[4]   Srisuresh, P. and K. Egevang, "Traditional IP Network Address
         Translator (Traditional NAT)", RFC 3022, January 2001.

   [5]   Handley, M. and V. Jacobson, "SDP: Session Description
         Protocol", RFC 2327, April 1998.

   [6]   Rosenberg, J., Schulzrinne, H., Camarillo, G., Johnston, A.,
         Peterson, J., Sparks, R., Handley, M., and E. Schooler, "SIP:
         Session Initiation Protocol", RFC 3261, June 2002.

   [7]   Handley, M., Perkins, C., and E. Whelan, "Session Announcement
         Protocol", RFC 2974, October 2000.

   [8]   Andreasen, F. and B. Foster, "Media Gateway Control Protocol
         (MGCP) Version 1.0", RFC 3435, January 2003.

   [9]   Mockapetris, P., "Domain names - implementation and
         specification", STD 13, RFC 1035, November 1987.

   [10]  Sollins, K., "The TFTP Protocol (Revision 2)", STD 33,
         RFC 1350, July 1992.

   [11]  Huitema, C., "Real Time Control Protocol (RTCP) attribute in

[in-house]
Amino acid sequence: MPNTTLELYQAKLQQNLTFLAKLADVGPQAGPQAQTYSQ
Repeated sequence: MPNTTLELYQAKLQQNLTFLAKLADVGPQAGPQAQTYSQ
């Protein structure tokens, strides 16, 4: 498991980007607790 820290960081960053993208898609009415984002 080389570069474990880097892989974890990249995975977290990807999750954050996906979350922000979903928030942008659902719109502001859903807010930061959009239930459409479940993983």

Session Description Protocol (SDP)", RFC 3605, October 2003.

   [12]  Rosenberg, J., "Traversal Using Relay NAT (TURN)",
         draft-rosenberg-midcom-turn-07 (work in progress),
         February 2005.






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Author's Address

   Dan Wing
   Cisco Systems
   170 West Tasman Drive
   San Jose, CA  95134
   USA

   Email: dwing@cisco.com










































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Acknowledgment

   Funding for the RFC Editor function is currently provided by the
   Internet Society.